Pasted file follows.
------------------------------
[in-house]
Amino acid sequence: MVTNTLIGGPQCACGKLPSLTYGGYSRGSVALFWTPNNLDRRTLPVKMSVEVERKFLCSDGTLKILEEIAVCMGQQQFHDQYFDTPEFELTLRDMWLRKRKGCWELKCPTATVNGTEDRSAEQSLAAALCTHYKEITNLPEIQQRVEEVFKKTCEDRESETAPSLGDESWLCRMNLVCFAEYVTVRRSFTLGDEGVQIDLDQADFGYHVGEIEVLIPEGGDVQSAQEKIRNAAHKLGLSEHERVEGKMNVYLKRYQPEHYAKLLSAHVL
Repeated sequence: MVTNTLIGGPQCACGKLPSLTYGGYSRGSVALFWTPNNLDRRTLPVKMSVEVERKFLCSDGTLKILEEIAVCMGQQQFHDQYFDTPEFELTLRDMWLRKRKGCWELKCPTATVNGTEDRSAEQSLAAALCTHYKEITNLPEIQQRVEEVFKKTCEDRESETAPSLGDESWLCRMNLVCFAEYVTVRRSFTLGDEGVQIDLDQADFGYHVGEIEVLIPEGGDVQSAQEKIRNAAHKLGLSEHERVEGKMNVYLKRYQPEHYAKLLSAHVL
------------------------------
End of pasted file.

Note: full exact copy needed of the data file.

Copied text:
[in-house]
Amino acid sequence: MVTNTLIGGPQCACGKLPSLTYGGYSRGSVALFWTPNNLDRRTLPVKMSVEVERKFLCSDGTLKILEEIAVCMGQQQFHDQYFDTPEFELTLRDMWLRKRKGCWELKCPTATVNGTEDRSAEQSLAAALCTHYKEITNLPEIQQRVEEVFKKTCEDRESETAPSLGDESWLCRMNLVCFAEYVTVRRSFTLGDEGVQIDLDQADFGYHVGEIEVLIPEGGDVQSAQEKIRNAAHKLGLSEHERVEGKMNVYLKRYQPEHYAKLLSAHVL
Repeated sequence: MVTNTLIGGPQCACGKLPSLTYGGYSRGSVALFWTPNNLDRRTLPVKMSVEVERKFLCSDGTLKILEEIAVCMGQQQFHDQYFDTPEFELTLRDMWLRKRKGCWELKCPTATVNGTEDRSAEQSLAAALCTHYKEITNLPEIQQRVEEVFKKTCEDRESETAPSLGDESWLCRMNLVCFAEYVTVRRSFTLGDEGVQIDLDQADFGYHVGEIEVLIPEGGDVQSAQEKIRNAAHKLGLSEHERVEGKMNVYLKRYQPEHYAKLLSAHVL